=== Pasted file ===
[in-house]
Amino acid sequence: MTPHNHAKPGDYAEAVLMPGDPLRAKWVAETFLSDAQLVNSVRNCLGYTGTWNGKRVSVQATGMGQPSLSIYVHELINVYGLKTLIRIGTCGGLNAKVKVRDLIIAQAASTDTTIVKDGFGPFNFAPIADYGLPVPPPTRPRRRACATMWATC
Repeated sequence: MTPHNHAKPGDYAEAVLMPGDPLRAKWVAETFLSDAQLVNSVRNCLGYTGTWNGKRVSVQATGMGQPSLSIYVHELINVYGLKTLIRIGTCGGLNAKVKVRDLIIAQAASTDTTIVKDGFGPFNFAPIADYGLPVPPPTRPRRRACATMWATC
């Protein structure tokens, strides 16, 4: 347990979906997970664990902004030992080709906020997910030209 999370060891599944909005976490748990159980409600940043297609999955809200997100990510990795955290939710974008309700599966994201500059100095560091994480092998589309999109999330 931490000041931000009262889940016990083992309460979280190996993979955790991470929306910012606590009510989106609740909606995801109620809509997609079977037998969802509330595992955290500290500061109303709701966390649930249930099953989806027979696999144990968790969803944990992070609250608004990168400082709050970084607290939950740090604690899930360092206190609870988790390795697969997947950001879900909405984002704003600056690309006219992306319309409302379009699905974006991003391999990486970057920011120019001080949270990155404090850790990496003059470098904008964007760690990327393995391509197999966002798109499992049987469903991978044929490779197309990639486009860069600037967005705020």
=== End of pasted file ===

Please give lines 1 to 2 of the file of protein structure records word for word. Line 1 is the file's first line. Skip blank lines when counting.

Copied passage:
[in-house]
Amino acid sequence: MTPHNHAKPGDYAEAVLMPGDPLRAKWVAETFLSDAQLVNSVRNCLGYTGTWNGKRVSVQATGMGQPSLSIYVHELINVYGLKTLIRIGTCGGLNAKVKVRDLIIAQAASTDTTIVKDGFGPFNFAPIADYGLPVPPPTRPRRRACATMWATC